We spend roughly $800 per month on groceries. We don’t go on extravagant shopping sprees every week. This surprises most people, even other large families who spend twice as much with half as many children. The question they ask is, “What on earth are you eating?”
A better question may be, “What on earth aren’t you eating?” We rarely eat out or buy processed food. Boxed meals or frozen dinners are not in our stock. We fill our kitchen with with meals we love, largely made from scratch with natural ingredients. For specifics of meals, check out my cookbooks here.
Are you struggling with keeping your food budget manageable? In my second cookbook Love in the Kitchen Volume 2 you will find a whole section on keeping your grocery bill light. I have several principles for saving money. Here are five:
- Before you shop take a survey of what you already have in the freezer and refrigerator and make a list of possible meals you could make from those items. Your shopping list will be much smaller than if you just went shopping.
- Buy meat in bulk or family packs. I often find meat marked down considerably, hardly ever buying at full retail price. I freeze the packs in our freezers.
- Buy fresh vegetables and fruits in season. They are less expensive and better tasting. These are usually the fruits and vegetables that are on sale at the time. Buy them up and enjoy them with the family.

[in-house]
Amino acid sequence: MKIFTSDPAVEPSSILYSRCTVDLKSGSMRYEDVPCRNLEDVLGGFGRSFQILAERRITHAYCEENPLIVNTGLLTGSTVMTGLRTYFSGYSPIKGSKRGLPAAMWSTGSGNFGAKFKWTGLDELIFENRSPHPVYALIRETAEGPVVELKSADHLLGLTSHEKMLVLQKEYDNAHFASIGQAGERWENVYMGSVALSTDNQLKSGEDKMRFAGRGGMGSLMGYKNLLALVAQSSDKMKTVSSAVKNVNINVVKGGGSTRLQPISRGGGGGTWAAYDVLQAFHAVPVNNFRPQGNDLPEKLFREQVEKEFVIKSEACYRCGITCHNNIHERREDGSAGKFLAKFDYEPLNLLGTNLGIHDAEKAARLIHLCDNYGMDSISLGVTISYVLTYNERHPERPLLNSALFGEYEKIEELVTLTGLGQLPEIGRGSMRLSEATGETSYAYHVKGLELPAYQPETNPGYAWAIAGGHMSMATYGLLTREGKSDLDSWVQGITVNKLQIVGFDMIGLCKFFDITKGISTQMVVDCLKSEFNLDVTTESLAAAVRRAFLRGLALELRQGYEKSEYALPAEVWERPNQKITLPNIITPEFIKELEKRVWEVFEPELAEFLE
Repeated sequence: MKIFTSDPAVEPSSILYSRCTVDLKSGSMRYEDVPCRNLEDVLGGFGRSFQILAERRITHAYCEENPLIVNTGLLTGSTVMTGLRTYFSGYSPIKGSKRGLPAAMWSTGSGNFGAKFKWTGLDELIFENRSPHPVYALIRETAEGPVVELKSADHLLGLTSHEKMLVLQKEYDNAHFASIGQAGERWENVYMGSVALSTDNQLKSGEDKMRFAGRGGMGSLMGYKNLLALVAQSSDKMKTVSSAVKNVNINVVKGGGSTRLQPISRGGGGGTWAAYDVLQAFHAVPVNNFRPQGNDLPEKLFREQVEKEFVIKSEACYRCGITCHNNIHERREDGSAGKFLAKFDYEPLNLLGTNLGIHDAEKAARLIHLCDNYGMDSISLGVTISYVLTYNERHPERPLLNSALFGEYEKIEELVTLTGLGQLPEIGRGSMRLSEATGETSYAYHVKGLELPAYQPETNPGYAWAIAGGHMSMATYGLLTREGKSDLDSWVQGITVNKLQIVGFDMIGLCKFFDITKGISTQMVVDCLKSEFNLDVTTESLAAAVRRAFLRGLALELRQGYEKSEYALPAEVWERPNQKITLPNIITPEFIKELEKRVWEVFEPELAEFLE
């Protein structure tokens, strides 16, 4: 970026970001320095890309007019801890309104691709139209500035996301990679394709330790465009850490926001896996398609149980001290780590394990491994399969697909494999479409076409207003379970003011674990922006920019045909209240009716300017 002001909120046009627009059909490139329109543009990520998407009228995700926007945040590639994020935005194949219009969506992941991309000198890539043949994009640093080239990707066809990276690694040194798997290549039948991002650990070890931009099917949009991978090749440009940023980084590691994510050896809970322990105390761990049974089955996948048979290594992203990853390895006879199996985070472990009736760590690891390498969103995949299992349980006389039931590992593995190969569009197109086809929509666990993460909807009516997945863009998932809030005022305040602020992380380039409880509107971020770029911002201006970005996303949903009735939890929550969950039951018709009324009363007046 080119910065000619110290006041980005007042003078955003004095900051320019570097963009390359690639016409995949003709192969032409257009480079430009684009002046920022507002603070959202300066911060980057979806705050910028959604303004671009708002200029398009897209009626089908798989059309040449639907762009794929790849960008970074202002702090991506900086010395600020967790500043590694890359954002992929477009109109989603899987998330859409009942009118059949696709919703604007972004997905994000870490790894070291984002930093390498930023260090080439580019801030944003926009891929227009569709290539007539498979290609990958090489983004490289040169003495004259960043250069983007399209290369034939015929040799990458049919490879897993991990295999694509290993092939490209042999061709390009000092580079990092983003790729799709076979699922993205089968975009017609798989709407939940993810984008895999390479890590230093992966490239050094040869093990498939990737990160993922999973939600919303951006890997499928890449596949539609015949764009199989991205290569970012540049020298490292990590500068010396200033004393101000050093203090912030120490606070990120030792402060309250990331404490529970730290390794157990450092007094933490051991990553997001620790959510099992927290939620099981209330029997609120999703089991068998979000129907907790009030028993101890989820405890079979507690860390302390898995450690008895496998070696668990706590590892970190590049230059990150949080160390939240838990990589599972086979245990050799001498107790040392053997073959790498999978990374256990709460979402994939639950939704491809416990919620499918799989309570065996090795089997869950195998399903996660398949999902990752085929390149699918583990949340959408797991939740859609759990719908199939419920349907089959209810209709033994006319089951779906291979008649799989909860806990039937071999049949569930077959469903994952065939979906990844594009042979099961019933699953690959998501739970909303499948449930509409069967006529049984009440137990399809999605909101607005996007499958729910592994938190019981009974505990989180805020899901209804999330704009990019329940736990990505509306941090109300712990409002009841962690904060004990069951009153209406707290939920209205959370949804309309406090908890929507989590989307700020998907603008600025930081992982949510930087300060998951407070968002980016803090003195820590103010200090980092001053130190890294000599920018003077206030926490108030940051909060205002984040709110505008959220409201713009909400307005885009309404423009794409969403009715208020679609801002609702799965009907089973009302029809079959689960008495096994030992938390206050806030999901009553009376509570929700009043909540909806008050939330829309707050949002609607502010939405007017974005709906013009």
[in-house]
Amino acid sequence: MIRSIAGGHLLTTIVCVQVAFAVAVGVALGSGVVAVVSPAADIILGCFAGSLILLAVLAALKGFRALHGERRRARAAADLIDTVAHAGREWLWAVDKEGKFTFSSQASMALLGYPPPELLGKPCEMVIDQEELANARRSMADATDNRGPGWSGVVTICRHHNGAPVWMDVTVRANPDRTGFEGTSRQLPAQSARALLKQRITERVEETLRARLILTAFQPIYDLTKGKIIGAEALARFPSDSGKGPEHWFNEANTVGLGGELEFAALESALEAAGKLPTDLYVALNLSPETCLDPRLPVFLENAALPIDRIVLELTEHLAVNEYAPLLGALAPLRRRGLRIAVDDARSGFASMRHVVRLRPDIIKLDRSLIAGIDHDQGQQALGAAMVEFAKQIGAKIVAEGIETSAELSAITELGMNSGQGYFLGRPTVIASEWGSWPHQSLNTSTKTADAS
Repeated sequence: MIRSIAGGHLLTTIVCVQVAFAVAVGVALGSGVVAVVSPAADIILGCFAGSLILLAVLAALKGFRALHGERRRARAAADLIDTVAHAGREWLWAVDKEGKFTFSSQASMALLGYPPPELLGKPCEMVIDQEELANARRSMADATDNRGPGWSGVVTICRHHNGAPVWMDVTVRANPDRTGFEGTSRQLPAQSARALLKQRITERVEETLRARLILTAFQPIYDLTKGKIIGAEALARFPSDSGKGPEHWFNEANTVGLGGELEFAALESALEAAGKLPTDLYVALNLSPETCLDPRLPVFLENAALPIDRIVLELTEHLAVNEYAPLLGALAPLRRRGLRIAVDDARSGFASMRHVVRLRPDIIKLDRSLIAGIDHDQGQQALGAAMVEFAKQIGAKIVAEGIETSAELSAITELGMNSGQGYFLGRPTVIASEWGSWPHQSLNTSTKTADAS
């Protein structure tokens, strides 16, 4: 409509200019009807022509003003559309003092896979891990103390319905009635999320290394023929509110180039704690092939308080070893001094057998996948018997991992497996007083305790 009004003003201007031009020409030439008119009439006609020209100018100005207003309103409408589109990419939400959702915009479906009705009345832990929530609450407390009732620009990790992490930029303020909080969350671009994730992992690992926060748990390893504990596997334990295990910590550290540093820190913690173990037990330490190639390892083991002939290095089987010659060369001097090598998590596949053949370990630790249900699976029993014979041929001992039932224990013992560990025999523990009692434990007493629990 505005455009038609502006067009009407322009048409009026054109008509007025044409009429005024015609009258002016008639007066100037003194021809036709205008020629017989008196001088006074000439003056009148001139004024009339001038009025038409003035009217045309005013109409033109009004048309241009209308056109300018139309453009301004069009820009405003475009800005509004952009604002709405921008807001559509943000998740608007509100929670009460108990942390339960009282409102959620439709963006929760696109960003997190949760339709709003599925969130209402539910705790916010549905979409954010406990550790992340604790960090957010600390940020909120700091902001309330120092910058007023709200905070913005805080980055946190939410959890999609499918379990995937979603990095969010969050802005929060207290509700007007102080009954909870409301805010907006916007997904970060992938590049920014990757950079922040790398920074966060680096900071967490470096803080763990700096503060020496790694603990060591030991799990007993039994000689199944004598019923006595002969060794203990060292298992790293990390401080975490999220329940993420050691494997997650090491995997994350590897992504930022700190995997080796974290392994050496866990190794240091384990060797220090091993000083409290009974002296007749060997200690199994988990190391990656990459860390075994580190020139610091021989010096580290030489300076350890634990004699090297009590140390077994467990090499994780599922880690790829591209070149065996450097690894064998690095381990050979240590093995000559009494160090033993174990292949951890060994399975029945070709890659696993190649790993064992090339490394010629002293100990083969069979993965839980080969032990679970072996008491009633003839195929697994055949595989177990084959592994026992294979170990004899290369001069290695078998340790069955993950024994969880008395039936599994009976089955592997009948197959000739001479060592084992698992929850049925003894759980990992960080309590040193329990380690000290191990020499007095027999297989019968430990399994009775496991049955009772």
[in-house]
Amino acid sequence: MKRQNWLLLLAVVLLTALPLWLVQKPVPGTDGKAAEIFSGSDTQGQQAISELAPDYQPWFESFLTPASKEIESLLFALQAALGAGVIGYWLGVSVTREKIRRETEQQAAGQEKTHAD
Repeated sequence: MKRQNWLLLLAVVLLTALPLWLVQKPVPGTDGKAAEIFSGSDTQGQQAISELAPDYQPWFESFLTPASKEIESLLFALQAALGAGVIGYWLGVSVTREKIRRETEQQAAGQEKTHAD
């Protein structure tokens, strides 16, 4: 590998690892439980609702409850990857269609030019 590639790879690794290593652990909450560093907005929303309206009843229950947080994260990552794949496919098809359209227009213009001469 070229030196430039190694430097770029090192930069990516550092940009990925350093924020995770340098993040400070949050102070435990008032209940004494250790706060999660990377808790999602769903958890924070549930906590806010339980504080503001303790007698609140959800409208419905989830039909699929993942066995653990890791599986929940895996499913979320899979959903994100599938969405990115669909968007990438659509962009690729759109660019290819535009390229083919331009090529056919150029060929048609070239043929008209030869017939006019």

- Keep track of prices of things. Know your prices in different stores. Know whether canned goods or dry foods really are a bargain.
- Don’t be fooled into buying foods just because they claim to be “healthy.” There are obvious junky foods like chips and sugar-coated snacks, but things like veggie sausage and organic rice (both more expensive than regular) are not worth it.
These are just a few starting points to shopping wisely, principles on how we keep our grocery bills low. What are some of your best shopping tips? Use the comment section below to share.
For example, we make homemade popcorn by the case. Pictured above is microwave popcorn. Though the cost difference is huge (like 10:1), most people eat microwave popcorn. I would love to hear your shopping tips on saving money, as I’m sure others would, too. Write them below!